Ranthambore National Park is one of the largest National Park in the northern side of India, spread on an area of 392-square KM. The Park is located in southeastern Rajasthan in Sawai Madhopur district, to its northeast Kota is situated 110km far. Jaipur is the nearest airport, which is 160-km to southeast while, Sawai Madhopur is nearest railway station. The Ranthambore National Park is bounded by Banas River at the edge of the plateau. It is named after Ranthambore fortress which lies within the boundaries of the Park.
The prime idea for the establishment of Ranthambore was to start with Sawai Madhopur Game Sanctuary in the year 1955. The project was established by the Government of India and then was declared a Tiger reserve in the year 1973. In year 1980, it was declared as a National Park. Presently, the Ranthambore National Park is known for its tigers, also a good place to take a glimpse of other wildlife.
A Voyage to Ranthambore
Best time to visit Ranthambore National Park is from November to May. The park remains close from July to September. Getting a glimpse of a tiger during daytime is easy. Other major wild animals which can be spotted includes nilgai, sambar, leopard, hyena, sloth bear, rhesus macaque, chital, wild boar and many more. Variety of trees and plants with reptiles and birds can also be found in this Park.
Save Tiger Project
During the past, human-tiger interaction and poaching was frequent. But after 1973, Government of India started a Project, dubbed as Project Tiger, which was expanded to more area due to success on initial stage.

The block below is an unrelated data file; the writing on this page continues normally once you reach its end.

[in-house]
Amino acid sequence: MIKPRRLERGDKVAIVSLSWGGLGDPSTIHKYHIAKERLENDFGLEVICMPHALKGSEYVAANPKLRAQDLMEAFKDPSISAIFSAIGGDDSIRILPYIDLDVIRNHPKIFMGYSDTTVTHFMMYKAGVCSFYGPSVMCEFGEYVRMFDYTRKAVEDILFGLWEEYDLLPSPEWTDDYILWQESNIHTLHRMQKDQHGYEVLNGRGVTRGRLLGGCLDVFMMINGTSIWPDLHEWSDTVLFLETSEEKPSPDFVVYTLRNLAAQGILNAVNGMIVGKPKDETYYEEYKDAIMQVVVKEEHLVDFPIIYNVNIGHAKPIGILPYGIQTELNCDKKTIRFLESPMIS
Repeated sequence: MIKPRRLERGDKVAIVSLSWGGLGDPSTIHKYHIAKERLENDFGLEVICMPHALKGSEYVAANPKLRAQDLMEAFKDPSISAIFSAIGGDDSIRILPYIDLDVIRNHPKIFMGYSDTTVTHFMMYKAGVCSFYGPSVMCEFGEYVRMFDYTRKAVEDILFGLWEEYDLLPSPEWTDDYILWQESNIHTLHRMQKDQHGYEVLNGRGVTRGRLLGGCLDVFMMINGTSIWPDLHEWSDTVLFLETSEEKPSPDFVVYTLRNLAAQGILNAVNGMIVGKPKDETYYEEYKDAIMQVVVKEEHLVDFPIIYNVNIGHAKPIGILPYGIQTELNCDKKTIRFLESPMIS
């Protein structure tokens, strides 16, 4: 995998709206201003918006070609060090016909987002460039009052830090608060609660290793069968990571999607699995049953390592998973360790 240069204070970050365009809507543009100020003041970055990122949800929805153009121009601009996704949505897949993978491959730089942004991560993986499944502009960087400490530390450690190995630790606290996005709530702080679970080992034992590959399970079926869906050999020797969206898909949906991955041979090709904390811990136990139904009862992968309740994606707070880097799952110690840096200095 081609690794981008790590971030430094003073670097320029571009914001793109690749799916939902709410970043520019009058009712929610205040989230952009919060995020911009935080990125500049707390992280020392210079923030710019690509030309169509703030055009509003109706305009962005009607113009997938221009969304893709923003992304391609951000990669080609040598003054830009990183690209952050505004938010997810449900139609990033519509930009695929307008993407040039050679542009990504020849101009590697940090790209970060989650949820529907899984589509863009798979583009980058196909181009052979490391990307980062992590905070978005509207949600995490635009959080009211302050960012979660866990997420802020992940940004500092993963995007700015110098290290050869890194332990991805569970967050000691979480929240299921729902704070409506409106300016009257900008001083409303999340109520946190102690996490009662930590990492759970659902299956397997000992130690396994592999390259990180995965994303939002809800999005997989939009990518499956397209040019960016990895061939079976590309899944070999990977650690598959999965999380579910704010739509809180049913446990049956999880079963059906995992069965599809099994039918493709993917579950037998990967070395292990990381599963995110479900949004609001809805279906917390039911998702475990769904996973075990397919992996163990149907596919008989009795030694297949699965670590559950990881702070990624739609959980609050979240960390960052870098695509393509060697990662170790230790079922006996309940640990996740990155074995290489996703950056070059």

The tiger population recorded in 1982 was 44, after which the figure significantly dropped to 26 in year 2005. Then, as per the reports examined by non-Ranthambore government source, there were 34-tigers in the year 2008 and more than 15-cubs. The ‘Save Tiger’ project was getting successfully executed. Villagers of that region were given incentives to stay out of the park region. Surveillance camera were fitted to protect the area from unauthorised access.
Other Points to note:
The Tiger Reserve, situated at junction of Vindhyas and Aravali. A fort from the 10th century is situated with dramatic slopes and conical hills in background. There are three big lakes namely Malik Talab, Raj Bagh and Padam Talab. The forest too is deep that abounds variety of aquatic vegetation which includes lotus, lilies and duckweeds.
To speak about geological feature, the park is surrounded by ‘Great Boundary Fault’. Also the architecture of the Ranthambore fort adds charm to the landscape surrounding it! Forest service has made passable road and maintained the area over the years. Several tourists not only from the country, but from around the world, visit the place to get a glimpse of royal tigers.
On entry, it is mandatory to hire a guide, one for every vehicle. The Tiger is not just prime attraction, but may people come to see the park residents and their culture. Variety of birds too can be spotted at this place. The prime food source of tiger is swamp deer, wild buffaloes and wild boar.
If you are with idea to spend a night at the camp site, definitely the idea is worth! The park gates open half an hour prior to sunrise and an hour late after sunset the gates are closed.